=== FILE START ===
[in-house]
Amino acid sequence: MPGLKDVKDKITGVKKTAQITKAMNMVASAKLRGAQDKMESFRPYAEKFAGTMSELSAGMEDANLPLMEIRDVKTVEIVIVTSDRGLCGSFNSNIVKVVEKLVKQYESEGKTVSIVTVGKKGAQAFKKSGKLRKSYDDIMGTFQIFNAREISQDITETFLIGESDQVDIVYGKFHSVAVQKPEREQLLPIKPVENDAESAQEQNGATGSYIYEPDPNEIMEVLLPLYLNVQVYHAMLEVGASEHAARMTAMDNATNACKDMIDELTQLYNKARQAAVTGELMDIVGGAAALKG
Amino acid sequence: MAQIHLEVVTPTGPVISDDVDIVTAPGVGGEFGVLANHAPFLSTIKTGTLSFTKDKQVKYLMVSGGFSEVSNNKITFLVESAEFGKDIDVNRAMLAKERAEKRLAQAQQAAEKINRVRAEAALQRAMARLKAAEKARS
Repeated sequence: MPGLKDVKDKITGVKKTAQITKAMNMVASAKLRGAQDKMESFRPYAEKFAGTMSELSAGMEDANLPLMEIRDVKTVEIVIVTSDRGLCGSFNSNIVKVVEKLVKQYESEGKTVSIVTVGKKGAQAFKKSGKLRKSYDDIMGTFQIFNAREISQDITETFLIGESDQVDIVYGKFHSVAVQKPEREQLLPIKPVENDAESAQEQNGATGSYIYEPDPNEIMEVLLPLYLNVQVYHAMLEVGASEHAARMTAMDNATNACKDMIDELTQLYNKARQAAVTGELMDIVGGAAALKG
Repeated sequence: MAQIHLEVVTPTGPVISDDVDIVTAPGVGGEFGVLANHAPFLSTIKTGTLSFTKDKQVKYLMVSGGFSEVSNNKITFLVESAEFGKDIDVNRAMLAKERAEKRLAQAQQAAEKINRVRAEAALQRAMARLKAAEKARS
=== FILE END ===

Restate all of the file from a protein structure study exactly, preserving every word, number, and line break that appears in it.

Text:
[in-house]
Amino acid sequence: MPGLKDVKDKITGVKKTAQITKAMNMVASAKLRGAQDKMESFRPYAEKFAGTMSELSAGMEDANLPLMEIRDVKTVEIVIVTSDRGLCGSFNSNIVKVVEKLVKQYESEGKTVSIVTVGKKGAQAFKKSGKLRKSYDDIMGTFQIFNAREISQDITETFLIGESDQVDIVYGKFHSVAVQKPEREQLLPIKPVENDAESAQEQNGATGSYIYEPDPNEIMEVLLPLYLNVQVYHAMLEVGASEHAARMTAMDNATNACKDMIDELTQLYNKARQAAVTGELMDIVGGAAALKG
Amino acid sequence: MAQIHLEVVTPTGPVISDDVDIVTAPGVGGEFGVLANHAPFLSTIKTGTLSFTKDKQVKYLMVSGGFSEVSNNKITFLVESAEFGKDIDVNRAMLAKERAEKRLAQAQQAAEKINRVRAEAALQRAMARLKAAEKARS
Repeated sequence: MPGLKDVKDKITGVKKTAQITKAMNMVASAKLRGAQDKMESFRPYAEKFAGTMSELSAGMEDANLPLMEIRDVKTVEIVIVTSDRGLCGSFNSNIVKVVEKLVKQYESEGKTVSIVTVGKKGAQAFKKSGKLRKSYDDIMGTFQIFNAREISQDITETFLIGESDQVDIVYGKFHSVAVQKPEREQLLPIKPVENDAESAQEQNGATGSYIYEPDPNEIMEVLLPLYLNVQVYHAMLEVGASEHAARMTAMDNATNACKDMIDELTQLYNKARQAAVTGELMDIVGGAAALKG
Repeated sequence: MAQIHLEVVTPTGPVISDDVDIVTAPGVGGEFGVLANHAPFLSTIKTGTLSFTKDKQVKYLMVSGGFSEVSNNKITFLVESAEFGKDIDVNRAMLAKERAEKRLAQAQQAAEKINRVRAEAALQRAMARLKAAEKARS